The windows in your home are a portal to the outdoors, a way to let light in when you appreciate the view of your garden, yard or other surroundings. The last thing you want to see is a sweaty window covered in a film of condensation.
Not only are windows plastered with condensation unsightly, they also can be a sign of a more serious air-quality problem throughout your home. Luckily, there’s numerous things you can do to resolve the problem.
What Creates Condensation in Windows
Condensation on the interior of windows is produced by the moist warm air throughout your home reaching the colder surface of the windows. It’s notably common during the winter when it’s much colder outside than it is within your home.
Inside Moisture vs. In Between Panes
When talking about condensation, it’s necessary to know the distinction between moisture on the inside of your windows compared to moisture in between the windowpanes. One is an air-quality issue and the other is a window issue.
- Moisture within a window is produced from the warm damp air in your home forming along the glass.
- Any moisture you notice between windowpanes is caused when the window seal fails and moisture seeps between the two panes of glass, in which case the window has to be repaired or replaced.
- Condensation inside the windows isn’t a window issue and can instead be resolved by adjusting the humidity inside your home. Different things cause humidity inside a home, including showers, cooking, bathing or even breathing.
Why Condensation on Windows Can Be an Issue
Though you might presume condensation in your windows is a cosmetic problem, it could also be a sign your home has high humidity. If that’s the case, water may also be accumulating on window frames, cold walls or other surfaces. Even a slim film of water can help wood surfaces to mildew or rot over time, increasing the growth of mildew or mold.
How to Reduce Humidity in Your Home
Thankfully there are several options for extracting moisture from the air throughout your home.
If you have a humidifier active within your home – whether it be a small unit or a whole-house humidifier – lower it further so the humidity inside your home goes down.
If you don’t have a humidifier going and your home’s humidity level is excessive, look into getting a dehumidifier. While humidifiers introduce moisture in your home so the air doesn’t dry out, a dehumidifier pulls excess moisture out of the air.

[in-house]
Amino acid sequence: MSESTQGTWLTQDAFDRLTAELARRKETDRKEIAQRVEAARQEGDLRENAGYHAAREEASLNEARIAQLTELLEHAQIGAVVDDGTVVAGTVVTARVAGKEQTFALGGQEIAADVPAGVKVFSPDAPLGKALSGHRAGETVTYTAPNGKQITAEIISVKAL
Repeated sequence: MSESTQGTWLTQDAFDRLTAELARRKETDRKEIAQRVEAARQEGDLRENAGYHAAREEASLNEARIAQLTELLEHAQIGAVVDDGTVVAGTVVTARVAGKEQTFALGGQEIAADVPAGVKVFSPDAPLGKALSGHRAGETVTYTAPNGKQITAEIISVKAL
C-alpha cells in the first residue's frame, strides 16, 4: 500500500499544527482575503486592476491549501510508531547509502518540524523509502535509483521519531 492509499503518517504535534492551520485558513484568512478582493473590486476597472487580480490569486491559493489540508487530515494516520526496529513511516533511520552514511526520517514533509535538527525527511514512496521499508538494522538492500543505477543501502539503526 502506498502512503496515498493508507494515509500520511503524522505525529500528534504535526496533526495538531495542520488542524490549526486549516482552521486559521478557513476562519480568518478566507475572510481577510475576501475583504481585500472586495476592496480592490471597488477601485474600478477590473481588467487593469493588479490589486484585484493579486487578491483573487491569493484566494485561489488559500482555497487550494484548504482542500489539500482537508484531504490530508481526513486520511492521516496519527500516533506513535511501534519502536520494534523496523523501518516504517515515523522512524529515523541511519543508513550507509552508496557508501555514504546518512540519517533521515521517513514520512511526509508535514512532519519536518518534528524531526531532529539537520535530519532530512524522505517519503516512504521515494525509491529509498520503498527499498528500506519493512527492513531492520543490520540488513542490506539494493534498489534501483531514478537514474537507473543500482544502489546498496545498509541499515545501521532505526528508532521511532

Small, portable dehumidifiers can eliminate the water from an entire room. However, those units require emptying water trays and most often service a somewhat limited area. A whole-house dehumidifier will eliminate moisture from your entire home.
Whole-house dehumidifier systems are managed by a humidistat, which permits you to specify a humidity level the same as you would choose a temperature with your thermostat. The unit will start immediately when the humidity level exceeds the set level. These systems coordinate with your home’s HVAC system, so you will receive the best results if you contact qualified professionals for whole-house dehumidifier installation Tuscaloosa.
Other Ways to Decrease Condensation on Windows
- Exhaust fans. Adding exhaust fans near humidity hotspots including the bathroom, laundry room or above the stove can help by drawing the warm, humid air from these spaces out of your home before it can elevate the humidity level throughout your home.
- Ceiling fans. Turning on ceiling fans can also keep air flowing inside the home so humid air doesn’t get caught up in one place.
- Opening up window treatments. Pulling open the blinds or drapes can reduce condensation by preventing the damp air from being stuck against the windowpane.
By lowering humidity across your home and circulating air throughout your home, you can take advantage of clear, moisture-free windows even in the winter.